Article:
Contribute a note or query


84 O. No boding maid of skill divine
85 Art thou, nor prophetess of good;
86 But mother of the giant-brood! 4 Explanatory

86.1-5 But ... giant-brood!] "Odin recognizes the seeress as [...]" W. Lyon Phelps, 1894.

"Odin recognizes the seeress as the goddess Hel herself. But this interpretation is doubtful. In any case, he taunts her with being an uncanny, diabolic creature: ''mother of three giants,'' as the original has it."

Selections from the Poetry and Prose of Thomas Gray. Ed. with an introduction and notes by William Lyon Phelps. The Athenaeum press series. Boston: Ginn & company, 1894, 169.

86.1-5 But ... giant-brood!] " ''In the Latin 'Mater [...]" D.C. Tovey, 1922 [1st ed. 1898].

" ''In the Latin 'Mater trium Gigantum.' He means, therefore, probably Angerbode, who, from her name, seems to be 'no Prophetess of good,' and who bore to Loki, as the Edda says, three children, the Wolf Fenris, the great Serpent of Midgard, and Hela, all of them called Giants in that mythology.'' Mason.
But P[helps]. and K[ittredge]. say (doubtfully), ''Odin recognizes the seeress as the goddess Hel herself.'' In that case perhaps 'Mother of three Monsters' (V. and P.) has no specific reference; but is an imputation extemporized by Odin to relieve his feelings, with a detail to give it more sting."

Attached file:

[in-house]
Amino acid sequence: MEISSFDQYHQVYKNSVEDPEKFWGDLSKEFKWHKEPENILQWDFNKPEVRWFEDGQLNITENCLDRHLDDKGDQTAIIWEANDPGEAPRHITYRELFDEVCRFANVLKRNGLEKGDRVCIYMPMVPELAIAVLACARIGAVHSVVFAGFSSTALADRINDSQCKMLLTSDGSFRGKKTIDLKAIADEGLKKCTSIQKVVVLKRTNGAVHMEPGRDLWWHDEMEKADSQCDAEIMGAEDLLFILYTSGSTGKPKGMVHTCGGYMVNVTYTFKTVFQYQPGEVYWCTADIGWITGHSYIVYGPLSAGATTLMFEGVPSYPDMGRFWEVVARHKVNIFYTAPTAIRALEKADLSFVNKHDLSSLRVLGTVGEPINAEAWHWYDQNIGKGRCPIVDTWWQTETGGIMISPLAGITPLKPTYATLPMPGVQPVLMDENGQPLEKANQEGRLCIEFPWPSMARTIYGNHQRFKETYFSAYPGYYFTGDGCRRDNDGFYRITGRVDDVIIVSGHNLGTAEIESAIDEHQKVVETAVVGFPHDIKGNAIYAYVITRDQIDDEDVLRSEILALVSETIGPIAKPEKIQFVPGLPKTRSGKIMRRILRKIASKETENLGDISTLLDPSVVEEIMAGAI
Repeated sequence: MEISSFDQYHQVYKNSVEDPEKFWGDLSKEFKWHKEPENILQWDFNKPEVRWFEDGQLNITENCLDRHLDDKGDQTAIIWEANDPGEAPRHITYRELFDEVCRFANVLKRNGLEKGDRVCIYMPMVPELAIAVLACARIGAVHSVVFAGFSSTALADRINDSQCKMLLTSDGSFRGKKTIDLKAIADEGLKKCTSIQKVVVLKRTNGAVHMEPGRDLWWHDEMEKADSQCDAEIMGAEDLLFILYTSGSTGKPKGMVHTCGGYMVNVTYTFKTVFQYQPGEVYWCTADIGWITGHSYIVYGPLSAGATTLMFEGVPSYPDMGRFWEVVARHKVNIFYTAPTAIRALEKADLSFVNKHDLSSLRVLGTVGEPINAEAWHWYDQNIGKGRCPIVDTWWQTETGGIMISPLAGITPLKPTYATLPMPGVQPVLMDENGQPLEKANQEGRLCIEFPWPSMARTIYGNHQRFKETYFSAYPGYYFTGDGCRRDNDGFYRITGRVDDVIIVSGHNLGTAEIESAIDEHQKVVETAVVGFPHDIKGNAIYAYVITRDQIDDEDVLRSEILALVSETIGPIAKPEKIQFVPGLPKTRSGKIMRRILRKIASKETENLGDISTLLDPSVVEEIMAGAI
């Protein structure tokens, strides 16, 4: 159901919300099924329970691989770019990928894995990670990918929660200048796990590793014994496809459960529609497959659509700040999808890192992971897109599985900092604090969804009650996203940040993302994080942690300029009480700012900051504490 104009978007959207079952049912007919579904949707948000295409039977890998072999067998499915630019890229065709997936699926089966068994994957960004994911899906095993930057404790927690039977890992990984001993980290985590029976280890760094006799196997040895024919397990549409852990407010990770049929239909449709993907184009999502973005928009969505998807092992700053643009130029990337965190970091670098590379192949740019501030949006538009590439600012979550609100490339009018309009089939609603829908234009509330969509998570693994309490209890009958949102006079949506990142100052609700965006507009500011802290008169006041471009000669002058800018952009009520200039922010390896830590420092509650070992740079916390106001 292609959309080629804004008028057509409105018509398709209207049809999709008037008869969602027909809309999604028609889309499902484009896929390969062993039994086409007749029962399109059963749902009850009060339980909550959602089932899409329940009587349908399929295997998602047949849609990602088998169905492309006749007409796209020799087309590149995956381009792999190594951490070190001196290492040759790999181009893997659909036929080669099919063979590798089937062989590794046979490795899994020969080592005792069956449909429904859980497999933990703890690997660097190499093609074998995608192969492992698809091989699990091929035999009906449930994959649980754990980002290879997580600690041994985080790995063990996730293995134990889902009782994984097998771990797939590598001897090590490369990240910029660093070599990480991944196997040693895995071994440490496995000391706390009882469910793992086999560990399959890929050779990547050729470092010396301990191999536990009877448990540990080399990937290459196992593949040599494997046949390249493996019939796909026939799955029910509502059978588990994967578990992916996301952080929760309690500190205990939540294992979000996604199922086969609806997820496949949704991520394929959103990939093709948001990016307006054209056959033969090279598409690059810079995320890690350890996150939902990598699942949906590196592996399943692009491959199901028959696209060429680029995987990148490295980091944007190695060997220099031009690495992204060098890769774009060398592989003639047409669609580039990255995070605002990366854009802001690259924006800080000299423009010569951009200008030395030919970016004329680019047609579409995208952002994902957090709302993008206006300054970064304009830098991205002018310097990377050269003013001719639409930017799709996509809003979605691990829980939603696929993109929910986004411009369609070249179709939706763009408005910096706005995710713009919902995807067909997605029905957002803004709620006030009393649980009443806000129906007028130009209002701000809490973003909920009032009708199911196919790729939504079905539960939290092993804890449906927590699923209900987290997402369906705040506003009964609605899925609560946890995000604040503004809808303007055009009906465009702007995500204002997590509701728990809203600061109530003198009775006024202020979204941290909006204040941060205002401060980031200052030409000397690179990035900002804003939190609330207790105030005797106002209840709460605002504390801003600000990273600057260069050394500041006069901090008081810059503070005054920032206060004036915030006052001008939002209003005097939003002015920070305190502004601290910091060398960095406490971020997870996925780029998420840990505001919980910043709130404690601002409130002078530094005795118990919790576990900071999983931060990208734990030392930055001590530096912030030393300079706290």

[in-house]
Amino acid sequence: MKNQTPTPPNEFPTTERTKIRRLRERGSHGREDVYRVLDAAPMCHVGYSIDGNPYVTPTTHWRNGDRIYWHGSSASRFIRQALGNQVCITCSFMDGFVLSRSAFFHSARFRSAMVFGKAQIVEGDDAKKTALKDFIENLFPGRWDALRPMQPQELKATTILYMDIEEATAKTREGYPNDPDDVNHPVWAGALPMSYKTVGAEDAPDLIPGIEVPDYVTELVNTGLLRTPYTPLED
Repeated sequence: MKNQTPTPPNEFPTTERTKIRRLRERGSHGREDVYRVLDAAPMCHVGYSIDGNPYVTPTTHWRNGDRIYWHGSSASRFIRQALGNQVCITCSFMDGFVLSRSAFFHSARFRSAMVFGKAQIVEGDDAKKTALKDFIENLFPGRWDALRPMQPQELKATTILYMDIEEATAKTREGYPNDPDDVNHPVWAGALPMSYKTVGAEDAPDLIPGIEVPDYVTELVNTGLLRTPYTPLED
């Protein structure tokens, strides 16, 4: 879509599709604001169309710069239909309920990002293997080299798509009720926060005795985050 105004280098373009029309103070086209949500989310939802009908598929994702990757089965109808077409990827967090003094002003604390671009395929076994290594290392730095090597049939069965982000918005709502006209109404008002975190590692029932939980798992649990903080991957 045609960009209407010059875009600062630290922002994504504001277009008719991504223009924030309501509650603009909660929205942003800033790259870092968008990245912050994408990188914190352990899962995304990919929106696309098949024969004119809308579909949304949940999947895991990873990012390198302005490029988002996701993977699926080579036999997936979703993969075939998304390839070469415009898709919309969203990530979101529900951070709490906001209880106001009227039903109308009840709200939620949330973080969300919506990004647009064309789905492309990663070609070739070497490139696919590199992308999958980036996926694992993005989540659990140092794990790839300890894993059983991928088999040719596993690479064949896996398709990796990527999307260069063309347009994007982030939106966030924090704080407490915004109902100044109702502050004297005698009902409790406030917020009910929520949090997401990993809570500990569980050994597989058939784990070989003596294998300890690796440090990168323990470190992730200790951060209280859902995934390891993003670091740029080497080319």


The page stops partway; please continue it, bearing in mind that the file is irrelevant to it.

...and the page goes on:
Gray's English Poems, Original and Translated from the Norse and Welsh. Edited by Duncan C. Tovey. Cambridge: Cambridge UP, 1922 [1st ed. 1898], 256.

86.2-5 mother ... giant-brood!] "In the Latin 'Mater trium [...]" H.W. Starr/J.R. Hendrickson, 1966.

"In the Latin 'Mater trium Gigantum'. He means, therefore, probably Angerbode, who, from her name, seems to be 'no Prophetess of good', and who bore to Loke, as the Edda says, three children; the Wolf Fenris, the great Serpent of Midgard, and Hela, all of them called Giants. ... M[ason]. Mason has jumped to two conclusions to arrive at this note. The Latin trium gigantum mater is a literal rendering of the priggia pursa modir, but there is no clear proof in the original that the Prophetess is a giantess and even less that Angrboda is specifically meant. Because the meaning of the passage is so obscure, the present editors thought that the 'three giants' might be a kenning-like allusion to the three responses that the Prophetess has given; however, Professor Ursula Brown does not believe that such a meaning of purs can be sustained from its uses in other ON literature."